About these ads
This entry was posted in Civilizations unraveling, Climate unraveling, Cloudburst storms with flashflooding, Cyclone or Hurricane, Deluge from torrential rains, Earth Changes, Earth Watch, Extreme Weather Event, Gale-force winds and gusts, Prophecies referenced, Rare snowfall, Signs of Magnetic Field weakening, Strange high tides & freak waves, Time - Event Acceleration. Bookmark the permalink.

15 Responses to Snow, gale-force winds, hurricane remnants, full moon (high tides): forecasters warn of ‘perfect storm’ scenario

  1. nickk0 says:

    Just what we need. :|

    Like

  2. Kerry says:

    Sounds like my family is gonna have to say sorry for teasing me for my prepper tendencies… Glad I’m stocked up here in the sticks.. stay safe everyone

    Like

  3. Get the cameras ready (water/snow-proof cameras, that is)

    Like

  4. Pete S. says:

    I think its pretty amazing that we can predict storms this far in advance, especially the severity and location.

    Like

  5. barb says:

    Treemageddon: Part Deux ?? If so, a lot of folks around my neighborhood (central CT) have been cutting trees down for the past year. I’d say we’re ready to face the storm now. (sam’s club will still probably run out of “D” batteries though!) I’m still not going to get a generator — ear muffs maybe — every other house on my street got one last year. They are SO loud and unnecessary, imho. …. better check my CO detectors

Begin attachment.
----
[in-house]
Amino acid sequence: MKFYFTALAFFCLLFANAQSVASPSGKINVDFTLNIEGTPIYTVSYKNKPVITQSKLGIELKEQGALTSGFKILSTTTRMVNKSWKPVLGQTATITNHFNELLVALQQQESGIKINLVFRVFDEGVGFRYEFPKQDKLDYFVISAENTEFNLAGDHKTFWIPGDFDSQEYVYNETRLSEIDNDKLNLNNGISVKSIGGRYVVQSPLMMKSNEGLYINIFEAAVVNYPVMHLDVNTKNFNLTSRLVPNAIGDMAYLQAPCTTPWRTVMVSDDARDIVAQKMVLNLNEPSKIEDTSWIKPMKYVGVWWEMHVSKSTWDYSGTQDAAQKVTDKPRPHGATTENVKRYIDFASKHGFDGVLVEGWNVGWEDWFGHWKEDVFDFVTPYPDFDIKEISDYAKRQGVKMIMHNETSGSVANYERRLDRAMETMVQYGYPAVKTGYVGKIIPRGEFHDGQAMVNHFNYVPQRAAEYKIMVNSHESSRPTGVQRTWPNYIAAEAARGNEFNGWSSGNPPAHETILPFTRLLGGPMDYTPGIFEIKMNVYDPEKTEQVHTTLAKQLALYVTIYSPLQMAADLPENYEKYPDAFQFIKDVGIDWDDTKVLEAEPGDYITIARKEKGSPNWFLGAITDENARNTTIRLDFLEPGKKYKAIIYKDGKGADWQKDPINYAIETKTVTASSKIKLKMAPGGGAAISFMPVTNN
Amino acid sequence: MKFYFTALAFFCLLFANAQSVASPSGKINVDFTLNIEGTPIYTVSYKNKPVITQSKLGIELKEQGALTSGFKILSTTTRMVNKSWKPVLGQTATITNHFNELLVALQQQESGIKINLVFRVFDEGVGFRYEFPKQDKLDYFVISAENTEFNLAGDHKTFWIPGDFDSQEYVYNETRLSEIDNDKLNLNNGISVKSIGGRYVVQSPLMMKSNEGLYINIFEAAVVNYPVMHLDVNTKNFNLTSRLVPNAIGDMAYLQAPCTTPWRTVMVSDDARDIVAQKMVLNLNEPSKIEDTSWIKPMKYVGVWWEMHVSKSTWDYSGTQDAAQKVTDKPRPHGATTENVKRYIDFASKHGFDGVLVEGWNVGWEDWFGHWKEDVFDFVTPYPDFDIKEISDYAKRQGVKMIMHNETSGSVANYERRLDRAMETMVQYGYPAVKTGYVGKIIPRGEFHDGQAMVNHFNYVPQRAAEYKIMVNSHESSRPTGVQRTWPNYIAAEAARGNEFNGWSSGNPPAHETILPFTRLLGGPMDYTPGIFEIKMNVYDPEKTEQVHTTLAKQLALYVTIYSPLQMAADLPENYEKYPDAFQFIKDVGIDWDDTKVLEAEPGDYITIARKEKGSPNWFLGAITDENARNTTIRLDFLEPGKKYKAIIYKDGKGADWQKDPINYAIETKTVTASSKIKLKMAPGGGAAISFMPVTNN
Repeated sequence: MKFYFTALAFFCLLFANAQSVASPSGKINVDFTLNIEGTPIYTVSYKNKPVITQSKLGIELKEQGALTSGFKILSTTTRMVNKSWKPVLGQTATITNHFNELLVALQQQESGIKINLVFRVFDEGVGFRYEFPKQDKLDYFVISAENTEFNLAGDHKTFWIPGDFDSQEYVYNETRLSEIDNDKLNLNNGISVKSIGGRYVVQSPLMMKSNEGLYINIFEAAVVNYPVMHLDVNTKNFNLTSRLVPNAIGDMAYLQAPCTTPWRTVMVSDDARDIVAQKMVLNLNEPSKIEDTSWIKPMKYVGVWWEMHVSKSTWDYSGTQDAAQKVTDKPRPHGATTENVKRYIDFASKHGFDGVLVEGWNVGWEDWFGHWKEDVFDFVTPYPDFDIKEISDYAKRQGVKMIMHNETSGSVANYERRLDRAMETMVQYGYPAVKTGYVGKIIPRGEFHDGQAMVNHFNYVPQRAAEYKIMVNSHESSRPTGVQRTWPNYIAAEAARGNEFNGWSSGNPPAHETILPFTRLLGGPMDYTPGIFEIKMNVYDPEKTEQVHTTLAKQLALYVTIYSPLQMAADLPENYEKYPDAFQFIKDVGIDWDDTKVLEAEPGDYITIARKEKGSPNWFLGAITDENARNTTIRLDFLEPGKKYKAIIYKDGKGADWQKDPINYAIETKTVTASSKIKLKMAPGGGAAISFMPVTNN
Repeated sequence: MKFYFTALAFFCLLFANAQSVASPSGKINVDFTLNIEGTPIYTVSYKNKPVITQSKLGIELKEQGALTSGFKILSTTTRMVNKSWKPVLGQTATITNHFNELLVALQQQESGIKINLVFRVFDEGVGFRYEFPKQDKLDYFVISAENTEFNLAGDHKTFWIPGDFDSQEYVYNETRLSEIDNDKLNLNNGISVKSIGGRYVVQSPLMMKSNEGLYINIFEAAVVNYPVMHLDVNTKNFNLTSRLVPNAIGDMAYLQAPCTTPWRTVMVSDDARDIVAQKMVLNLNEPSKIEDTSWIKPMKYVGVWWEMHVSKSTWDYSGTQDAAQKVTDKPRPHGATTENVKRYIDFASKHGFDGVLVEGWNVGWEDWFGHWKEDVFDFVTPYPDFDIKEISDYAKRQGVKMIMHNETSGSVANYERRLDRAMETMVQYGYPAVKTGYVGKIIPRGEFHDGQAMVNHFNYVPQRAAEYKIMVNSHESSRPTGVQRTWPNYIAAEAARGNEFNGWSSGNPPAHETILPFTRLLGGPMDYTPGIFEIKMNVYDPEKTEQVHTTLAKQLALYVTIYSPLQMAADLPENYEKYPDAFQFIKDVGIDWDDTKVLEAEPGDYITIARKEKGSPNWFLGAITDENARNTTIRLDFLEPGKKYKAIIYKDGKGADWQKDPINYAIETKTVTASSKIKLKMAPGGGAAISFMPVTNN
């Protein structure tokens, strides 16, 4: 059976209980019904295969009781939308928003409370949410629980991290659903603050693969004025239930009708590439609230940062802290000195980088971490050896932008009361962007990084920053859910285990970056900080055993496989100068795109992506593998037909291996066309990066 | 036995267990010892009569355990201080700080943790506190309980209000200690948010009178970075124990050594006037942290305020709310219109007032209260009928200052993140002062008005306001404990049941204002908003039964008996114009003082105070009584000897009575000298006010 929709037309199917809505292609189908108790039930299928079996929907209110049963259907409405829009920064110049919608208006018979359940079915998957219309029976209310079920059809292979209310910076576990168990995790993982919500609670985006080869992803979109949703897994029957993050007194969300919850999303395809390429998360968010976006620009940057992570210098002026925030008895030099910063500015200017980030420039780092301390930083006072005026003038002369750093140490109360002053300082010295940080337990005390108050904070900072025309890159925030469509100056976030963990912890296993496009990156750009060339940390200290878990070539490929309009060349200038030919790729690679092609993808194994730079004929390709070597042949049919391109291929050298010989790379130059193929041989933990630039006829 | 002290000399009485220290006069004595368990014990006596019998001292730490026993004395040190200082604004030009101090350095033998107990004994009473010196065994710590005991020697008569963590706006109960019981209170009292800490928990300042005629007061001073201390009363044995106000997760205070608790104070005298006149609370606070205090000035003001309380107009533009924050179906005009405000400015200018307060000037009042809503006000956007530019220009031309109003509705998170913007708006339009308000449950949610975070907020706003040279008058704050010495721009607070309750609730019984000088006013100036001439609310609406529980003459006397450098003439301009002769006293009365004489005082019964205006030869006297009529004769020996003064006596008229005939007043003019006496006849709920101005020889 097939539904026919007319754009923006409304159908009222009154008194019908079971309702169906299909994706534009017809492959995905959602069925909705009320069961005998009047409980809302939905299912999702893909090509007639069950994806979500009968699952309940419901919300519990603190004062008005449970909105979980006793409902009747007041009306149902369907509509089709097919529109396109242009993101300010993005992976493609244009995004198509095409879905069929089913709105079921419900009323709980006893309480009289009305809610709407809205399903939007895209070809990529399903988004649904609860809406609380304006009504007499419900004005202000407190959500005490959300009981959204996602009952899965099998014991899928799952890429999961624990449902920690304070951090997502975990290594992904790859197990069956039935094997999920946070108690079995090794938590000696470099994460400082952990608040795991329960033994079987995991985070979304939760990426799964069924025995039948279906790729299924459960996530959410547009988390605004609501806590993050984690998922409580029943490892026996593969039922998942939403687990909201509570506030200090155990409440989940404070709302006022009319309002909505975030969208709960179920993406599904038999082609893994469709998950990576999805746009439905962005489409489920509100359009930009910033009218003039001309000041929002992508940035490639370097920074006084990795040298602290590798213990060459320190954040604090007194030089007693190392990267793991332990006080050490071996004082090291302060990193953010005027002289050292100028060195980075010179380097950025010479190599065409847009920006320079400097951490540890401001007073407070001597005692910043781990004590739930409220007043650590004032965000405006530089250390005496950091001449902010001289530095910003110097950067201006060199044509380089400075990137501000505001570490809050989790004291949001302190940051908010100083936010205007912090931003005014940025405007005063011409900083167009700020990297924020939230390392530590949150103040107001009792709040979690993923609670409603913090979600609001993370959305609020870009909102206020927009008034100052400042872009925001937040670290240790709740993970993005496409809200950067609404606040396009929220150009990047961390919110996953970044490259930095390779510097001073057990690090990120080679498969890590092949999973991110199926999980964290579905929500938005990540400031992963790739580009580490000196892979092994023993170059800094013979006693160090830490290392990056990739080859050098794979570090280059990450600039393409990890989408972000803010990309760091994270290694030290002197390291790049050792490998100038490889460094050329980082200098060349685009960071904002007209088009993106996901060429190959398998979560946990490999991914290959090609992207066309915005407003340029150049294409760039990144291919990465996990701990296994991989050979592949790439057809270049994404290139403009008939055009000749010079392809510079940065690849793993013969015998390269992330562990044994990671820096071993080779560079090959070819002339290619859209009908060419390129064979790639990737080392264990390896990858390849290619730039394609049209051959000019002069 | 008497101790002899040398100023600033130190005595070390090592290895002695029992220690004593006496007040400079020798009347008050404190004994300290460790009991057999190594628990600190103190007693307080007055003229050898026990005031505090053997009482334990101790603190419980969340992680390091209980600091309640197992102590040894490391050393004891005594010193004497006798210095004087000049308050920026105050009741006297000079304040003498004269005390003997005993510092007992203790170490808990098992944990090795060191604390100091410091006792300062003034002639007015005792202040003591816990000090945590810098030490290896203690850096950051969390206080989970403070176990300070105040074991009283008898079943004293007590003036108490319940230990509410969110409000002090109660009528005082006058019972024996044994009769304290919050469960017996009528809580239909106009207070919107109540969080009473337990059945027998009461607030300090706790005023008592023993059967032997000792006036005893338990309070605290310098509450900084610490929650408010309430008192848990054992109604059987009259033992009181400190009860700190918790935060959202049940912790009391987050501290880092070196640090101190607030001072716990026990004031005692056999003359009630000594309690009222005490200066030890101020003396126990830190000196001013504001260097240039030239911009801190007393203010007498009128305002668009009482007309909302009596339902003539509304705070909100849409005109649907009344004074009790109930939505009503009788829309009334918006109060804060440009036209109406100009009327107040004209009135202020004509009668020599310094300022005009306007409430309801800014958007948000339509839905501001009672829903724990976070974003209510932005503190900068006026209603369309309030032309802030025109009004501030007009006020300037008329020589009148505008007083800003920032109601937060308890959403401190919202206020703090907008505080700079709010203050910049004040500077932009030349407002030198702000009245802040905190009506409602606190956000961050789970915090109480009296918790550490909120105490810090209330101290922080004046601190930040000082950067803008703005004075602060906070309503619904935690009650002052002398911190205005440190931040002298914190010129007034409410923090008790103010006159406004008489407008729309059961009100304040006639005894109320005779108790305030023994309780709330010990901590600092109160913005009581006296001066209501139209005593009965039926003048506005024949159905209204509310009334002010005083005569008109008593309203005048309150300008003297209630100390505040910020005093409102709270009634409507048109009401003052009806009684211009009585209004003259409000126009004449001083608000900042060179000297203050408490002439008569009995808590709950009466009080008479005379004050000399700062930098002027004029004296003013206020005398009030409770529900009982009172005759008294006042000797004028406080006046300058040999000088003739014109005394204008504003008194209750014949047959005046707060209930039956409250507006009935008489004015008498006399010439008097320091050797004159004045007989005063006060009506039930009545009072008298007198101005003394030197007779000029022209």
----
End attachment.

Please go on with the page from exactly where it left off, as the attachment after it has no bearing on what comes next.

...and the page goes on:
Like

  6. Dave says:

    Well, we have PLENTY of warning…so let’s be prepared!!

    Like

  7. latinmolina says:

    WOW!! Well I am ready for whatever is coming my way…last year we all got hit hard here in Duchess.
    I got my generator and all my backup items to hold me out through this storm…

    Like

  8. Tennessee Jim says:

    That is not good at all. We have been having snow all week here in Montana. It is still not enough moisture to break this drought though.

    Like

  9. Gail says:

    Piers Corbyn says it ain’t so. He claims that this storm will miss the USA by veering off towards the east. We shall see….

    Like

  10. elizabeth says:

    I laughed when I read this in official HPC forecast discussion from the national weather service, and then I realized it was the same forecaster – JIm Cisco – that was quoted in the article posted here. Discussions are usually no nonsense and generally technical.

    A HYBRID VORTEX OVER THE MID ATLANTIC AND NORTHEAST NEXT TUESDAY.
    THE HIGH DEGREE OF BLOCKING FROM EASTERN NORTH AMERICA ACROSS THE
    ENTIRE ATLANTIC BASIN IS EXPECTED TO ALLOW THIS UNUSUAL MERGER TO
    TAKE PLACE, AND ONCE THE COMBINED GYRE MATERIALIZES, IT SHOULD
    SETTLE BACK TOWARD THE INTERIOR NORTHEAST THROUGH HALLOWEEN,
    INVITING PERHAPS A GHOULISH NICKNAME FOR THE CYCLONE ALONG THE